“We’ll be right there,” Emma said and hung up.

Within the hour, five of my friends, including Emma and her husband, were removing my soon-to-be ex’s belongings from my apartment. At the end of the day, my new life was starting, thanks to them.

Since then, there have been times when our friendship has been tested, and even stretched to its breaking point. But, when it comes right down to it, Emma will always be my friend. If she called tomorrow and needed me at her side, I would go, because I believe she has done – and would do – the same for me.

Photo credit: Susan Wells Bennett

The “little rock” of Little Rock, Arkansas — the city where Emma now resides.

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Overcoming Aerophobia

I hate to fly.

I know aerophobia isn’t a particularly unique affliction. I also know that because I suffer from a fear of heights (acrophobia), a fear of flying was almost inevitable.

In the past, I managed to overcome both fears because of my love of traveling. Nothing makes me happier than stepping into a city I’ve never explored before. Be it Chicago or Rome, the prospect of seeing new sights and encountering unfamiliar people is thrilling.

A few years ago, though, my aerophobia got the best of me. On our way back to Phoenix after an amazing Italian adventure, Dan and I found ourselves sitting just in front of an old man who insisted the engine “sounded funny” to him. He even called the stewardess over – repeatedly – to tell her to alert the captain. By the time we touched down in Phoenix, I was a nervous wreck. I got off the plane wanting to kiss the ground. For more than two-and-a-half years, I blanched every time Dan talked about us taking a flight. I all but convinced myself that if we couldn’t drive to a destination, it simply wasn’t worth going. My dreams of seeing London, Paris, and Sydney faded. Even the thought of visiting New York seemed nearly impossible – the drive was simply too long. In fact, the only places I have been in the last two years are California and Nevada.

Of course, I knew my fear was ridiculous. Fewer people die in airplanes than are killed by hippos annually. Admittedly, I don’t encounter huge populations of hippos in Phoenix, but still – the odds seem to be in my favor regarding air travel. So, a few months ago, I booked a flight to Little Rock to visit my friend Emma and her daughter. I hadn’t seen Emma since right after her daughter was born – when she packed up and left Arizona for good.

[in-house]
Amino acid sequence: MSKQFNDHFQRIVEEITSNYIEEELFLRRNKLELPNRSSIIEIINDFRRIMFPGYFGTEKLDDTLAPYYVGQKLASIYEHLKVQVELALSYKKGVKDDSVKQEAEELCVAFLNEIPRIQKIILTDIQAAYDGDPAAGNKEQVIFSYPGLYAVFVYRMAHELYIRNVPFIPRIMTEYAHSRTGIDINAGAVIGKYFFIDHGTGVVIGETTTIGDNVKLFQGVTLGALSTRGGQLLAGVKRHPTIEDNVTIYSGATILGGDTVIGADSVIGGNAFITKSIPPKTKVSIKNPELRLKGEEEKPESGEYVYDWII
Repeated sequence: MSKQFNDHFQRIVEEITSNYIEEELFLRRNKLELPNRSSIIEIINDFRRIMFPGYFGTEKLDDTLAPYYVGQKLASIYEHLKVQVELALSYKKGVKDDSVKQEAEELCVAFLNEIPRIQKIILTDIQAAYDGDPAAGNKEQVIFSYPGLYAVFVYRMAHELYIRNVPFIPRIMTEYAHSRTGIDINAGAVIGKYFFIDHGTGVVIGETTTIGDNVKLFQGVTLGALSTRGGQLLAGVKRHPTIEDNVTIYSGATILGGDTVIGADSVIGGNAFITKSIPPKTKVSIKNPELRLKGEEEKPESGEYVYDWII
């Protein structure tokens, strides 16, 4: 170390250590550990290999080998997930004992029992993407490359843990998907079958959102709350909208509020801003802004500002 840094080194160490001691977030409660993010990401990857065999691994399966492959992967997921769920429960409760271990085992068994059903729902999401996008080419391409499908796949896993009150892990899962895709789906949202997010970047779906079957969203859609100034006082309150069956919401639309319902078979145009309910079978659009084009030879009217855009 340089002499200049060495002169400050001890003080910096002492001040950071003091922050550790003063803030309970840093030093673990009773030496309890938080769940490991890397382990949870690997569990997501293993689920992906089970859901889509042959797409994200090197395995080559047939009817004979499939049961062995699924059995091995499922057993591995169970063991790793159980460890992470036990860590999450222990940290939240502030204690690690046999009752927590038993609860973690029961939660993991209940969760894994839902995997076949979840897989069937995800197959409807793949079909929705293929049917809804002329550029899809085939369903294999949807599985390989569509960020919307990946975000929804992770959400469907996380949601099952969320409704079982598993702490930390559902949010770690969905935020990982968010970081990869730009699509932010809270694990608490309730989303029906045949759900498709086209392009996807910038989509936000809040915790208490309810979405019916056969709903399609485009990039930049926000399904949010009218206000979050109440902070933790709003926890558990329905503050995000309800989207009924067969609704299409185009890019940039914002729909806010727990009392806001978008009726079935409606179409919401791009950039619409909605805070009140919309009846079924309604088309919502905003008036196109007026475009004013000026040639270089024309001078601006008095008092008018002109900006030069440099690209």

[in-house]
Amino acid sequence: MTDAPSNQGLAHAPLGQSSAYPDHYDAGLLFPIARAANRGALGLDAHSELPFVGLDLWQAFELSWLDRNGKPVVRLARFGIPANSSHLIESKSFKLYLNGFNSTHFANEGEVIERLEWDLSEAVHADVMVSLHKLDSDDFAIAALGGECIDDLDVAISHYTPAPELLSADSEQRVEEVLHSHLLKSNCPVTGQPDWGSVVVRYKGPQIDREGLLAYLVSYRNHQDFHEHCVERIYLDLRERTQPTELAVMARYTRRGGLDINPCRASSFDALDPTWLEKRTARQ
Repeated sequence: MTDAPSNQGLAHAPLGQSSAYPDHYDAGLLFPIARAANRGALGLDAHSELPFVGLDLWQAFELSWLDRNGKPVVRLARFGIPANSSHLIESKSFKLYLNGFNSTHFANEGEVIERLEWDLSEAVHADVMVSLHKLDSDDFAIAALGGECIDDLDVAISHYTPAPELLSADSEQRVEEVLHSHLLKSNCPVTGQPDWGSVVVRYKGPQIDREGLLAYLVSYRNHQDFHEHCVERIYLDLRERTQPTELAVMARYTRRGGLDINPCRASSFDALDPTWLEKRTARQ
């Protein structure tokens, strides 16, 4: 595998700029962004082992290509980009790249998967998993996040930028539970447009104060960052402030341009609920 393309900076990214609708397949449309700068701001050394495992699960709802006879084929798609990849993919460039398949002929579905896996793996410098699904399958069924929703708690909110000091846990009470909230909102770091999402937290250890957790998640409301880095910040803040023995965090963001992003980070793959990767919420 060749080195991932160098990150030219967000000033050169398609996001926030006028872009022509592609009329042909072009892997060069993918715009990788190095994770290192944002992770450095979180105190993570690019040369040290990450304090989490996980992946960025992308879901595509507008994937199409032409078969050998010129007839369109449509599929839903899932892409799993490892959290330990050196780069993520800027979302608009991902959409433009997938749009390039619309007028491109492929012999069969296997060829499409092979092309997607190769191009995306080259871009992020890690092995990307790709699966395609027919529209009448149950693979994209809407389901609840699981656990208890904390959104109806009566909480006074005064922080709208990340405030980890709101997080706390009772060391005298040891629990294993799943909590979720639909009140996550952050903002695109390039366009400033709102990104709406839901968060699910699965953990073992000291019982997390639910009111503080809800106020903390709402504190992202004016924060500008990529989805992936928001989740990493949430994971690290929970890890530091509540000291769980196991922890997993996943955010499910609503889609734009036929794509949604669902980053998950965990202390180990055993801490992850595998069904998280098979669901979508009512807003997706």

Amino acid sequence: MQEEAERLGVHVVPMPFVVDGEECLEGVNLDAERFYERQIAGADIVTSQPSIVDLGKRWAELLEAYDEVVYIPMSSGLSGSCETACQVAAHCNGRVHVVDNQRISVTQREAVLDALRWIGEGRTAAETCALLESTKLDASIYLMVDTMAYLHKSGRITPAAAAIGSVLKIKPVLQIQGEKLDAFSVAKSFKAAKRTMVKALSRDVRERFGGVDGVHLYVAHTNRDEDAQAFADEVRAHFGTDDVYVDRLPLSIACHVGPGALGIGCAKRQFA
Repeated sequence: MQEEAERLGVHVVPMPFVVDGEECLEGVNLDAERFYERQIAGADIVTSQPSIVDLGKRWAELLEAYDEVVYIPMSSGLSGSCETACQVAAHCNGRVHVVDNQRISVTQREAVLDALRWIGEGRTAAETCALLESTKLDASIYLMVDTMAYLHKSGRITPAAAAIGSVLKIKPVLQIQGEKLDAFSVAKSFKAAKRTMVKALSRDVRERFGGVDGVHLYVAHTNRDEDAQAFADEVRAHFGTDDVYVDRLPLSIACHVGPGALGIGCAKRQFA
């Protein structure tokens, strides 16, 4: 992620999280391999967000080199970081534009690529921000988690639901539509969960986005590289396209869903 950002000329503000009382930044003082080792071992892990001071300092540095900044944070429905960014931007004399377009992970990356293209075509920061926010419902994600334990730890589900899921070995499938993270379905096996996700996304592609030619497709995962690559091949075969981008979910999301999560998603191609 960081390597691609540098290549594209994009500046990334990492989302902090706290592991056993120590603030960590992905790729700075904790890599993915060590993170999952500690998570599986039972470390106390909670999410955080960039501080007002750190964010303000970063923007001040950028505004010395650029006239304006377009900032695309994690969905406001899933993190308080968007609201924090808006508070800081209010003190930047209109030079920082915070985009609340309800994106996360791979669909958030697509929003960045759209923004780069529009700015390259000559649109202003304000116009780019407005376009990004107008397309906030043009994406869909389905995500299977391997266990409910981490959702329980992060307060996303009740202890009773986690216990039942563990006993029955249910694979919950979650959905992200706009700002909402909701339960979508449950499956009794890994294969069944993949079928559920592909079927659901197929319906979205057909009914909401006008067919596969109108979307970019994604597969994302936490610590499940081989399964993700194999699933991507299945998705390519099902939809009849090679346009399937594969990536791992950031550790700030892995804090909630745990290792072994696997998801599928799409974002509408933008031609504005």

As the day of my flight approached, I fought off multiple bouts of nerves. I would be sitting calmly, not thinking about anything in particular, when suddenly I would remember my upcoming trip and recognize that tremor of fear at my core. Dan, who was not traveling with me, offered to cancel the trip more than once, but I knew I had to take the flight if I were ever going to overcome the fear. It helped to know Emma was looking forward to my visit – I would be disappointing her if I didn’t go.

Last Tuesday, the day before my flight, was busy. I had every minute scheduled: packing, writing blog posts to cover the days I would be gone, finishing edits on a book, even attending a birthday party for my father. The tight schedule left me exhausted and lacking time to contemplate the horror of flying.

The next morning, Dan drove me to the airport and dropped me off. I made it through the checkpoint without incident and found a restaurant in which to eat breakfast. I had a mimosa, too, just in case you were wondering. By the time I sat down on the plane, I was mellow. After takeoff, I pulled out my Harry Chapin music and slid into a comfortable half-sleep. No one tried to talk to me – of course, the huge headphones I wore definitely conveyed the message that I wasn’t interested in a chat.